BENJAMIN PALOFF: The poems in your books are tightly interwoven: they speak amongst themselves and to each other, and at times you can even read them as a single monologue. If I am not mistaken, you have never published a selection that excludes any portion of what has appeared in the first editions. Does this English-language Selected Poems, then, tell a different story from the original?
ANDRZEJ SOSNOWSKI: Yes, it has to be different, because the selection changes and modifies the whole. And, of course, this is how it has to be, which is quite exciting for the author. As far as the "whole" is concerned, it's not that I feel an affinity with some concept of the Book, in the manner of Mallarmé. I just like when poems are in conversation with each other and at times extend certain threads, when they refer to each other, when they shift something within themselves. I also have the sense that, in an absolutely fundamental, almost physical (corporeal) way, the things I write are "telling" one story. When all is said and done, this will be one story. But only for me. Of course, changing the story is an unavoidable consequence of changing the language. You can't tell the same story in two different languages.
BP: But you're also a translator and a critic of modern American poetry in Poland. Is it fair to say that translating your poems into American English returns something to the place from which you yourself took it? That is, does it complete some aspect of your work? I wanted this question to sound more modest than it does ...
AS: This is something that only you, and eventually your readers, can sense and know for yourselves. I have read quite a bit of American poetry, and I've translated some. Has some of that rubbed off on my own poems? I don't know. Let's take an obvious example. In "Poem for J. S.," there are moments in which I try to be in conversation with the form of James Schuyler's "The Morning of the Poem," and even with the poem's author. Does my poem sound like James Schuyler in English? I don't know. Sometimes this kind of return to the source, via another language, can recall a game of Chinese Whispers.
BP: I've always loved the name of that game in Polish: "Dead Line," or more literally, "Deaf Telephone." These days we usually call it Telephone or Whisper Down the Lane, but in Polish you know right away that the line is dead, that there's nothing to hear other than what you want to hear, albeit unconsciously. It sometimes seems to me that your poems, or even lines in your poems, are talking to each other while knowing in advance that the system of transmission can never work perfectly. As, for example, in your poem "Morning Edition": "Stop, / I think you misheard that." How do you go about creating this effect—an internal conversation that is truly dialogic, and not just a monologue in disguise?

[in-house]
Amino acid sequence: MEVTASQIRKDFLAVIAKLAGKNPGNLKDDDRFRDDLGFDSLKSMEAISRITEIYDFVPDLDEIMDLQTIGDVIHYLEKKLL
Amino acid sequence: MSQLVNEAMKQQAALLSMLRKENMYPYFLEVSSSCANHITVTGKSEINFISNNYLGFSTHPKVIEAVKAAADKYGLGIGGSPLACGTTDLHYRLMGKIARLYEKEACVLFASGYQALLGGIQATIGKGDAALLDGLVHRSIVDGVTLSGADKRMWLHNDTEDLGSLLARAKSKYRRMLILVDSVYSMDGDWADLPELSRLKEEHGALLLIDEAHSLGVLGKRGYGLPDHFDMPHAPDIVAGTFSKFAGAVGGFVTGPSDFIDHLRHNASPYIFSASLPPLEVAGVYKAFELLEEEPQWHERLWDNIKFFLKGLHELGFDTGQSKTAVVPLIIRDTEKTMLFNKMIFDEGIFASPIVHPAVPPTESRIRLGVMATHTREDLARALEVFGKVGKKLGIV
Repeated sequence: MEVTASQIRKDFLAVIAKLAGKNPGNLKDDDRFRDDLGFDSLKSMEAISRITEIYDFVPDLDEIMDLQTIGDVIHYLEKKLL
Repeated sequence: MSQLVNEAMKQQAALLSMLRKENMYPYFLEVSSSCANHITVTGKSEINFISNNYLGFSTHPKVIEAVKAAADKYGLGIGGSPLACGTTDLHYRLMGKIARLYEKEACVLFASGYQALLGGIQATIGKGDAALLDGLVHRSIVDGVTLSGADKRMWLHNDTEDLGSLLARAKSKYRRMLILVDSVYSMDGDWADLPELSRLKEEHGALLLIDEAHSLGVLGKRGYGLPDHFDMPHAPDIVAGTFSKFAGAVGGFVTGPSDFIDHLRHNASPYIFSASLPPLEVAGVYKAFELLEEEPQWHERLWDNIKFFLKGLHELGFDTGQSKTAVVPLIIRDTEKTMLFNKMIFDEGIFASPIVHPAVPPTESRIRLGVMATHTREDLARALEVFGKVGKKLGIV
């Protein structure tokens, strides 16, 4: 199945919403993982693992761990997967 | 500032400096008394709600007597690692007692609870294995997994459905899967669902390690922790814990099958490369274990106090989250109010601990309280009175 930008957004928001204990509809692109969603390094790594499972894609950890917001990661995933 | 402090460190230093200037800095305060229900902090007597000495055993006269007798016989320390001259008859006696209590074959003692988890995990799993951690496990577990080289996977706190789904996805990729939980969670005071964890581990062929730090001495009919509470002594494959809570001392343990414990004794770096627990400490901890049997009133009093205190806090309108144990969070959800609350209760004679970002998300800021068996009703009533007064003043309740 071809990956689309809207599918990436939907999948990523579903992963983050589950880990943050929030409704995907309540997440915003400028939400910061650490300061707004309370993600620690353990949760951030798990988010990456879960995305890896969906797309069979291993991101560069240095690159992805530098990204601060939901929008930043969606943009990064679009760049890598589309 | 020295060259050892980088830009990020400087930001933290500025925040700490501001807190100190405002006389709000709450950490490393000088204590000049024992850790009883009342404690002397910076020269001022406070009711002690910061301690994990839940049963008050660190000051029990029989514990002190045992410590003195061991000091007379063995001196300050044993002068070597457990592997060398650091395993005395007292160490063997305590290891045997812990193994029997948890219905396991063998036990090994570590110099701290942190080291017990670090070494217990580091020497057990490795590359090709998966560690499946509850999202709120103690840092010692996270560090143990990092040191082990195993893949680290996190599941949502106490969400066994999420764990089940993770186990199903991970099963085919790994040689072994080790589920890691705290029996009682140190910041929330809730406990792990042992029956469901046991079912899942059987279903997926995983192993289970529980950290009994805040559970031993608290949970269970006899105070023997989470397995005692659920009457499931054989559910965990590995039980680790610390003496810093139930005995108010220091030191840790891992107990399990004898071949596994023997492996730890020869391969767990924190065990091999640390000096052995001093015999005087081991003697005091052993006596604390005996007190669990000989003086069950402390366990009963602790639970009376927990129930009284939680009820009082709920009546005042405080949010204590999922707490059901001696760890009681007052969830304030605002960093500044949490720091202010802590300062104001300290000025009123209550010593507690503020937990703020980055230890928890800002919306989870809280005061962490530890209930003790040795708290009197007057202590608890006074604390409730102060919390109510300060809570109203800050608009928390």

AS: That's a tough question, because it concerns something that happens, as it were, spontaneously. The language that I feel within myself is a language that rarely goes silent, that rarely sleeps. And since it doesn't shut off and doesn't sleep, it usually speaks with itself. It is not, therefore, my monologue. It's not even the monologue of my own language, but a more complicated, polyphonic adventure, sometimes a dialogue, sometimes a polylogue. I really admire Elizabeth Bishop's poem "The Monument," because in it you can hear this beautifully illusory dialogue: you can hear at least two voices in two different registers.
BP: And to some extent this is something that American readers have come to expect from many of their own poets, though not necessarily from foreign poets. Many of the Polish poets known abroad are treated as unambiguous, even as moral authorities. I have in mind, for example, Czeslaw Milosz or Wislawa Szymborska. I should confess that I do not agree at all with that assessment, but I'm curious about the role this necessarily reductive way of thinking and reading plays in the reception of poetry in translation. And, to be honest, a lot of readers of poetry in Poland think the same way. How do you respond to those expectations?